Once a year, at the end of September, a merry gathering convenes at R. B. Russell School. The festivities begin with a breakfast, not just for students and staff, but for parents and families, and continue throughout the day with pow-wows and other diversions. It sounds like fun, and probably is. But the special day has a serious purpose, one shared by all public schools. It’s “count day”, when the annual budgets of these academies, based on the number of warm bodies in place on that day, are decided.
The Public Schools Act defines “eligible enrolment” as the number of pupils in place on September 30 of the fiscal year and bases its payments to school divisions on that figure. To maximize their revenue, all schools therefore pay a great deal of attention to “count day” and stage special, widely advertised events like pizza parties to attract the highest number of students possible.
What’s the harm? This method of calculating budgets skews the incentives of a billion-dollar industry and makes public schools less effective in performing their mission.
By making budgets depend on attendance figures for a single day, the Province sends educators a very perverse signal. All that matters is how many pupils are in place on September 30. After that, it makes no difference how many become truant or drop out. Does a school teach well or poorly? Forget about that, it’s paid anyway. In fact, a school whose high performance draws transfer students throughout the year is penalized for it. Conversely, the worst schools, the ones who drive students who need to be educated away, are rewarded. The money is already in the bank.
The negative effects multiply, because the payments are not even based on enrolment figures for the current year. This year’s count day determines next year’s funding. That fact quietly degrades the purpose of open division boundaries, which allow parents some choice. If superior schools attract more customers, they have no way to be paid for the extra load. Under those conditions, it is irrational for them to accept outside applicants, and the benefits of school competition disappear.
Manitoba is not alone. Most jurisdictions base per-pupil allotments on some form of “count day.” The Province of Ontario uses a modified system that makes more sense, by calculating full-time enrolment on two days, October 31 and March 30, and averaging them. The State of Florida designates four survey weeks during the school year as the basis for per capita payments. These variations, however, simply mitigate the negative effects.
Three American states have abandoned individual count days entirely. California, New York and Texas pay schools for average daily attendance, defined as the number of students in school on a typical day. A law now being debated in the State of Michigan will do the same there. This system encourages schools to maximize attendance during the whole year, and to pay attention to the children who go missing. By law, Texas schools are required to conduct meticulous attendance records throughout the whole year.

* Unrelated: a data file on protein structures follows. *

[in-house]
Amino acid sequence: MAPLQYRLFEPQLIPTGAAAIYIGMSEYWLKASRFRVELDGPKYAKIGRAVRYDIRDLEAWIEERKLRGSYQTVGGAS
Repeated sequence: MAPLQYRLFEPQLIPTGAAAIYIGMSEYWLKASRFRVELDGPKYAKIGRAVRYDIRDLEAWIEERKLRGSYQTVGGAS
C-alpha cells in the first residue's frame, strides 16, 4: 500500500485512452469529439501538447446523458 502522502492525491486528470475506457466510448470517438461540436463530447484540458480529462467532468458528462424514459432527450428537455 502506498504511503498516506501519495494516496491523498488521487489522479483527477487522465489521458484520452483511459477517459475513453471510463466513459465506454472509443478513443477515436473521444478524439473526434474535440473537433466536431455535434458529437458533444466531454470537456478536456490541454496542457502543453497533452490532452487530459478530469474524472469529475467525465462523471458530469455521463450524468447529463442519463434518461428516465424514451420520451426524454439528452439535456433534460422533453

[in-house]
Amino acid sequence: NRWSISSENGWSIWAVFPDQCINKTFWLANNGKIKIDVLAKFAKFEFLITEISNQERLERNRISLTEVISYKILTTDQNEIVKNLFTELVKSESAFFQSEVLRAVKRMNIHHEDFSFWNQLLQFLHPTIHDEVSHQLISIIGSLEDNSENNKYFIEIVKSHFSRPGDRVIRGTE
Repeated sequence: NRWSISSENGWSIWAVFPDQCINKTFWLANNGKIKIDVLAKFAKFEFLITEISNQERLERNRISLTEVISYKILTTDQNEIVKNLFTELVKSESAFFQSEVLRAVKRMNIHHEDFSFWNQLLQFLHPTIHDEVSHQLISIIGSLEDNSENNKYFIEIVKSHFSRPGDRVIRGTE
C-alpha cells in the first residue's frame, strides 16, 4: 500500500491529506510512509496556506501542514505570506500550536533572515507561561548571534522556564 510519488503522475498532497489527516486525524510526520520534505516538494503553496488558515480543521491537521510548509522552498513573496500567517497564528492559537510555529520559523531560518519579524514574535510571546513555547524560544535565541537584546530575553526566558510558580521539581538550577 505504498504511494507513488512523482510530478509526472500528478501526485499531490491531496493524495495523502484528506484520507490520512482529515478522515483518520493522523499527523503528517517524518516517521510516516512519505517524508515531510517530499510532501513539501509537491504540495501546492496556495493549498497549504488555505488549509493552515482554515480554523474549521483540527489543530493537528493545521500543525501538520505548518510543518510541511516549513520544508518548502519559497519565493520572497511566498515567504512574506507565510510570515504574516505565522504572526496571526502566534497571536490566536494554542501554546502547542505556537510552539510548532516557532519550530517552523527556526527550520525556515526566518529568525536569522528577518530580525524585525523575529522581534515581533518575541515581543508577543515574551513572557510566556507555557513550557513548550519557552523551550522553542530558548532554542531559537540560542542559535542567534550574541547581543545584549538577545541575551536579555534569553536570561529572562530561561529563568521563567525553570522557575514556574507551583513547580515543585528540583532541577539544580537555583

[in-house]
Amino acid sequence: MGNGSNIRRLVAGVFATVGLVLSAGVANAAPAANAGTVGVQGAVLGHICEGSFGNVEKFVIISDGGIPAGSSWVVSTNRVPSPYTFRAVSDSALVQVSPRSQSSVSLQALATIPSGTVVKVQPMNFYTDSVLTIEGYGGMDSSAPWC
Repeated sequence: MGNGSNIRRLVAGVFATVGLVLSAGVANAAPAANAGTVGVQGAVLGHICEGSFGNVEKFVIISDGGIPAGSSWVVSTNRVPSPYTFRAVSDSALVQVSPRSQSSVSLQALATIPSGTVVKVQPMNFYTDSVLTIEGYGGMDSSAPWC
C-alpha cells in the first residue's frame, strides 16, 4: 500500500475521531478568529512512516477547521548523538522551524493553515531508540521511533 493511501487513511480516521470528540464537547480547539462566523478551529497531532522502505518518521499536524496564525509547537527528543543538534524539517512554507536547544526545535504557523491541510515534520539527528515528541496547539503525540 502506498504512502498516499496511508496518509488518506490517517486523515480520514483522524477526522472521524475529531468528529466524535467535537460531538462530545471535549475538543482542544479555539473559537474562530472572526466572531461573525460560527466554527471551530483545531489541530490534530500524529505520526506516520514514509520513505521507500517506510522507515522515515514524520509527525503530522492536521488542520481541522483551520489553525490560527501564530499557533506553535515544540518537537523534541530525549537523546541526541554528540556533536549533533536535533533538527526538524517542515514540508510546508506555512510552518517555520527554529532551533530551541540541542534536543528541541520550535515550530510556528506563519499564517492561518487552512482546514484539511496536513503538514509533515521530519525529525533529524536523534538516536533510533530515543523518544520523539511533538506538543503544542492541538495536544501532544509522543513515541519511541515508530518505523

Although these reforms are an improvement on the single count day, they, too, have their drawbacks. Schools that have chronically poor attendance records may be the very ones that need more financial support, not less. Absentee rates tend to be highest in the classrooms located in neighbourhoods with high poverty rates. Since a basic education is a proven tool for helping children transcend poverty, basing payment on daily attendance figures can defeat one of the major purposes of public schools.
In Alberta, officials have devised a better payment method based in part on student achievement, not mere attendance. In Grades X through XII, funds are allocated by means of a specific performance target: the number of course completions per student. The Province specifies how much it is willing to pay as an operating grant per course, and then multiplies that figure by the total of course completions. The minimum standards for acquiring that designation are fairly low, that a student must achieve a grade of at least 25% and must have attended at least a quarter of all classes. For students who post less than those targets, the school district is paid nothing.
It’s pretty obvious that this mixed formula affects a school’s incentives, and Alberta put it in place explicitly to add more accountability to its funding formula. It places a premium on retention and makes schools pay attention to results. Manitoba’s government has the capacity to modify its payment structure, at least in the direction of sustained enrolment instead of a single count day. The systems for tracking attendance are already in place, and the technology for estimating accurate averages exists.
Apparently the previous Tory administration was looking at using semi-annual, quarterly or monthly attendance figures instead of count days, but the New Democrats have shown no interest. As in their abandonment of standardized testing, they seem content to keep the money flowing to the school system without much regard for outcomes or performance.
Payments to schools should be based on reality, not the “pumped up” numbers established on count day.